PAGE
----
Sunday, July 27, 2014
A costal storm blew in one night and I being the odd one I am,
decided it was the perfect time to go down to the beach.
The wind was blowing in and the sand was going everywhere.
The fog almost covered Morro Rock.
I did get a pretty cool shot so it was worth it.
Friday, July 25, 2014
I am slowly working my way through our beach vacation pictures
and I do have a lot to share over the next week.
Leading up to our vacation I didn't get a chance to blog much and
I'm hoping to get back into it more now that Summer is wrapping up.
Tuesday, July 1, 2014
And this is one of those pictures. Probably my favorite picture of Isaac in the last few years. It totally captured his personality.
Sunday, June 29, 2014
Last weekend was our 9th annual BFF weekend in San Francisco.
It's the weekend I look forward to every year and it always ends way too quickly.
This year...it ended even quicker than usual as we both had things happening at home we needed to get back to.
But...we still had a wonderful time and I have pictures to prove it!
Golden Gate Bridge
Bliss Statue on Treasure Island
I'm totally intrigued by these locks and who put them there. Telegraph Hill
A perfect view from Telegraph Hill
We are already planning next year's weekend!
Friday, June 27, 2014
My best friend's husband has
warned told her for some time I would land her in jail. Apparently he thinks I'm a trouble maker!
So I figured I would prove him right and I booked us tickets to Alcatraz.
It's the closest I will ever get to a real jail cause in real life I'm quite an angel.
<enter evil laugh here>
I absolutely loved Alcatraz. I know that sounds weird but the history of "The Rock" is incredible and there are so many stories to share.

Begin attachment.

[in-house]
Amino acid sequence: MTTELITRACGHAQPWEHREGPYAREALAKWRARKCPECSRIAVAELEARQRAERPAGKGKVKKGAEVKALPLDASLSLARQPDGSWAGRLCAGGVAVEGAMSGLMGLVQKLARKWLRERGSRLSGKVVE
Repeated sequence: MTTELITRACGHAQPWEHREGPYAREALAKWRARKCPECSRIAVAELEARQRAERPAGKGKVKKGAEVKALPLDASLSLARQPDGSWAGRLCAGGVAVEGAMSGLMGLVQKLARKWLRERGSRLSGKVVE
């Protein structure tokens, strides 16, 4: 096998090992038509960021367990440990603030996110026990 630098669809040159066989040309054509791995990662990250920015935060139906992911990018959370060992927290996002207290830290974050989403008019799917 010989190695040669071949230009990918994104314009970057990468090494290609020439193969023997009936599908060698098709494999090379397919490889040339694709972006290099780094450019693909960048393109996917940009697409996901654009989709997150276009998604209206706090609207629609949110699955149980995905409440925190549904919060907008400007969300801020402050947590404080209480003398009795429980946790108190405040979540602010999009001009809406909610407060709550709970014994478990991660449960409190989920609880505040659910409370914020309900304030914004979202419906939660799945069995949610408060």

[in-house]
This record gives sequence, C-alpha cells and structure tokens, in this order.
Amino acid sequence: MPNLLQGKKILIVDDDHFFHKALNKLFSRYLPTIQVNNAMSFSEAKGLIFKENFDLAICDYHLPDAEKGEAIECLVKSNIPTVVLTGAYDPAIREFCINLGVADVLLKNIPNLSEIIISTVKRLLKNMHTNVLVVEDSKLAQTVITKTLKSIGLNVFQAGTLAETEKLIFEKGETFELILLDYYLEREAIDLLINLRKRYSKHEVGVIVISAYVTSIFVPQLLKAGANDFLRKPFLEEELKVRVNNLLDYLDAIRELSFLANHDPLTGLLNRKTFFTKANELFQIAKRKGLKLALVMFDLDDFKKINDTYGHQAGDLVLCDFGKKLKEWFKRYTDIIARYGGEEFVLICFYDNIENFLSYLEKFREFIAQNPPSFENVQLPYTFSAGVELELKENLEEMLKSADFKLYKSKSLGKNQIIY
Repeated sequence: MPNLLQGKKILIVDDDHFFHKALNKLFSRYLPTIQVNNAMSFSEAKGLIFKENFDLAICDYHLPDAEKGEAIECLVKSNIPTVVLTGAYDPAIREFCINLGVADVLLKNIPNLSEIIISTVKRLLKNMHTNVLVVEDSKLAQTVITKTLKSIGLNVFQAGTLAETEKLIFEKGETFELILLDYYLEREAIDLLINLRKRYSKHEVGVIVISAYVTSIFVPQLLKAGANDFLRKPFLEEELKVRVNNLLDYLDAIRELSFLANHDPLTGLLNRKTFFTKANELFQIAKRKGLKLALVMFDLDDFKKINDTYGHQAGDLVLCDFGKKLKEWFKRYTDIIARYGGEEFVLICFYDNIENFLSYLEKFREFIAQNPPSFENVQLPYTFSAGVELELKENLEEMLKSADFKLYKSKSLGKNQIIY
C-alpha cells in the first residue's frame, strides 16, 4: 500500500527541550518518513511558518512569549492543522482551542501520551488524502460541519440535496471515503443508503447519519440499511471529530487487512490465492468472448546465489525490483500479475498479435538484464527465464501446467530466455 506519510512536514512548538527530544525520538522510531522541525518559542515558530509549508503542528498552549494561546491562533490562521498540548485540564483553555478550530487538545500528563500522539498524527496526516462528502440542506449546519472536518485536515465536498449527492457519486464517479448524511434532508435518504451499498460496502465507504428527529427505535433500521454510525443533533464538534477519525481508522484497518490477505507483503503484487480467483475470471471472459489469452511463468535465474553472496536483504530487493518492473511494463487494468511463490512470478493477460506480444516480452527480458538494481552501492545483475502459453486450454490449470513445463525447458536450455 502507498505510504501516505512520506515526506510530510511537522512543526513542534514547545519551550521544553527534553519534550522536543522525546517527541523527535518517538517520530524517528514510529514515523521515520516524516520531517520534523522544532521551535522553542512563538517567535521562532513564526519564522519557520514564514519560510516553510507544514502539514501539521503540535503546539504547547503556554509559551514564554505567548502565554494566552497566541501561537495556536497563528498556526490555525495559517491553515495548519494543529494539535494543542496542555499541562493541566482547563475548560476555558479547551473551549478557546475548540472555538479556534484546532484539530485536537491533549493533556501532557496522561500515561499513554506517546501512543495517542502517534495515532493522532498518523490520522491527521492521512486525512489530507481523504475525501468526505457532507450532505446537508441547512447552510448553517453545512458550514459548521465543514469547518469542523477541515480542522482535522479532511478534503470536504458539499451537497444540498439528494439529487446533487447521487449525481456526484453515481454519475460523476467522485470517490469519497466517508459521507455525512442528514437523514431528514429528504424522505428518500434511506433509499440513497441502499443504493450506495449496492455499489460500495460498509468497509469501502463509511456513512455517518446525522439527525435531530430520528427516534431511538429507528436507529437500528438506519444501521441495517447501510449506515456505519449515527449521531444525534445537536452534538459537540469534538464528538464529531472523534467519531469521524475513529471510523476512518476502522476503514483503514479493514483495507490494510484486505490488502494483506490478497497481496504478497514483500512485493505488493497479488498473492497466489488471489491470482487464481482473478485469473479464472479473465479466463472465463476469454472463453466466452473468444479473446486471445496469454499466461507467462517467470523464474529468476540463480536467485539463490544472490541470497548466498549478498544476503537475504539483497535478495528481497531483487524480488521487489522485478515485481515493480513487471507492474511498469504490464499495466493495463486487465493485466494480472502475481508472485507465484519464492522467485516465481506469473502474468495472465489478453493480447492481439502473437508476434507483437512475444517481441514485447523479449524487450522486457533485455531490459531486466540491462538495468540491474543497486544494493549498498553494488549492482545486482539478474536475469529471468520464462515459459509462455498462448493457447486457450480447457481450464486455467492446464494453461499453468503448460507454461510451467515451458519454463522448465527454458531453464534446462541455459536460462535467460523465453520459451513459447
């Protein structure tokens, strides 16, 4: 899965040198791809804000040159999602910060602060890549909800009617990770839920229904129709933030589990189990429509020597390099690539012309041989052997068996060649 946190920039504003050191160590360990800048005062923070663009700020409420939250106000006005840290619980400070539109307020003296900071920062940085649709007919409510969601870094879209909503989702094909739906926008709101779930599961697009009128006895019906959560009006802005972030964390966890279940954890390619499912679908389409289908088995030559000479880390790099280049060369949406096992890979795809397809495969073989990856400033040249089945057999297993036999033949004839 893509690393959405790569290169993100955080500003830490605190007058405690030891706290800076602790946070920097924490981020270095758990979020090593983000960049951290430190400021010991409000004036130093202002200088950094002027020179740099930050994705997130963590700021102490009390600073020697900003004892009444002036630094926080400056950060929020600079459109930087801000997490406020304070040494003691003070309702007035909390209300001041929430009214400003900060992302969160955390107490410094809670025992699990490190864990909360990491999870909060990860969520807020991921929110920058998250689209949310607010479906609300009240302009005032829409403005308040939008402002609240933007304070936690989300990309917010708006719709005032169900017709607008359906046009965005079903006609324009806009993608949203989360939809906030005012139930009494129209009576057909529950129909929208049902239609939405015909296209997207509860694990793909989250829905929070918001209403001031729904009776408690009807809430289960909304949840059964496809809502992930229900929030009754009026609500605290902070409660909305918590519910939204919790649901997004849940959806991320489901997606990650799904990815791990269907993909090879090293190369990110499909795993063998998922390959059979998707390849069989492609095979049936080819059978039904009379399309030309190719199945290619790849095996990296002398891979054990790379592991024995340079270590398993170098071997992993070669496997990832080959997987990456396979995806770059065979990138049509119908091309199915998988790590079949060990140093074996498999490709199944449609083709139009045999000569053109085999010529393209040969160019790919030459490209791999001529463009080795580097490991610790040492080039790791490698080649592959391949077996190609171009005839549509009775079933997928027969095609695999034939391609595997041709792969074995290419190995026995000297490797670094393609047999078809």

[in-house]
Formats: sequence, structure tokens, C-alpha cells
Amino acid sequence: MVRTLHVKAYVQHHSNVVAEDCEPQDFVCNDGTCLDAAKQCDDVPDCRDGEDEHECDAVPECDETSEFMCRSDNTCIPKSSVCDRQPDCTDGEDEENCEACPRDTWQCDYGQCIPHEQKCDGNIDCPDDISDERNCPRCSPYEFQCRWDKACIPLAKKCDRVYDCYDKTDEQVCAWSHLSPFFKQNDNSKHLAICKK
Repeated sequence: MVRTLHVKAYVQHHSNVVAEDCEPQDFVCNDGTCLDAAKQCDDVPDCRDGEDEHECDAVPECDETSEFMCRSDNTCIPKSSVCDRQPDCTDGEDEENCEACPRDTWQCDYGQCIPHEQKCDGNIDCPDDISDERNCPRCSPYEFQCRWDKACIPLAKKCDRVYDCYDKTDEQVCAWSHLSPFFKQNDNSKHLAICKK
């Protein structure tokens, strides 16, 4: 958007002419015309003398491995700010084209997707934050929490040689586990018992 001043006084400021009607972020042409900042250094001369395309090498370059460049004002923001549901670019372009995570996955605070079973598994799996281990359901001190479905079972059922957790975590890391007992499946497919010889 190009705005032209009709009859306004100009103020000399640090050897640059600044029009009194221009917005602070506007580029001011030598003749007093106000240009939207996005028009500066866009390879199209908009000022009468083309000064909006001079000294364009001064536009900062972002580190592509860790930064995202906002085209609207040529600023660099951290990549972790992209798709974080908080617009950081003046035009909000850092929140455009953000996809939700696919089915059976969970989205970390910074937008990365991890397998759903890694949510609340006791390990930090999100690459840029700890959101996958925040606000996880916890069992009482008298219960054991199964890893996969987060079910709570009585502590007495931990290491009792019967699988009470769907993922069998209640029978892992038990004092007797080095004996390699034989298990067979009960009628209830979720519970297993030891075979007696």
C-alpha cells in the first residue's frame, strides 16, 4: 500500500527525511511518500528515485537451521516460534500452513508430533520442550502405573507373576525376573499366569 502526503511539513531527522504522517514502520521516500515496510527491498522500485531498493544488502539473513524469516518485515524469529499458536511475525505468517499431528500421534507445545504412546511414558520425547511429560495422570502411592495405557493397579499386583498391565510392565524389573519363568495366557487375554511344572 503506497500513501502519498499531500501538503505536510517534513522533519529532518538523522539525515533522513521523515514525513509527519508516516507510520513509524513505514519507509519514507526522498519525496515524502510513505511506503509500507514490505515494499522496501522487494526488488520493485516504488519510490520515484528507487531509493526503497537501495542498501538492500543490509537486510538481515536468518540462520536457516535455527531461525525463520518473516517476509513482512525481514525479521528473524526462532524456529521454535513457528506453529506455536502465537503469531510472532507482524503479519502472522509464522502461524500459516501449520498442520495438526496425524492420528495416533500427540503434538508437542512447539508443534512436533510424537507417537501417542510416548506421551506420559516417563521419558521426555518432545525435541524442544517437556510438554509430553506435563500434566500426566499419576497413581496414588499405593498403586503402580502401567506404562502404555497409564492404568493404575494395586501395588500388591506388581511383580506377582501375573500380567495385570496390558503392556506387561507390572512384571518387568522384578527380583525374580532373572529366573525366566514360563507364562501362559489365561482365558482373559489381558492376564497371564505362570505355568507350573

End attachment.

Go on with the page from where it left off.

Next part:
The walking tour with the little head phones was awesome. They have done a great job at sharing the stories of the guards & prisoners'. It was such an interesting tour.
Plus...the view of the city...can't be beat.
Hard to believe this is on the island...the grounds were beautiful!
There are these little windows on the block that housed the worst prisoners'. Torture to have to look out them all day and see the city.
Approved reading material in prison.
I was surprised at how small the prison really was. It's only 4 blocks long. I loved how they gave each block such pretty names.
If you haven't gone to Alcatraz, GO! It's so worth the trip. The tickets sell out weeks in advance but it's so worth going.
Thursday, June 26, 2014
When my mom and mother in law were up for Matt's graduation, we took them wine tasting in Paso Robles. As always, we visited our favorite wineries and tried a new one that is now a must stop of us.
My mom took most of these which was nice cause that meant I'm actually in them - LOL
Me & my mom
Chris & I at Tobin James - we had our first date here & two years later got engaged here.
We had to take Isaac with us. He was a trooper and had fun checking out all the places we stopped.
The best photo bomb of the day...
Here's some of the pictures I took....
Monday, June 9, 2014
Every so often I kick myself for not visiting a place sooner....
Allensworth is one of those places.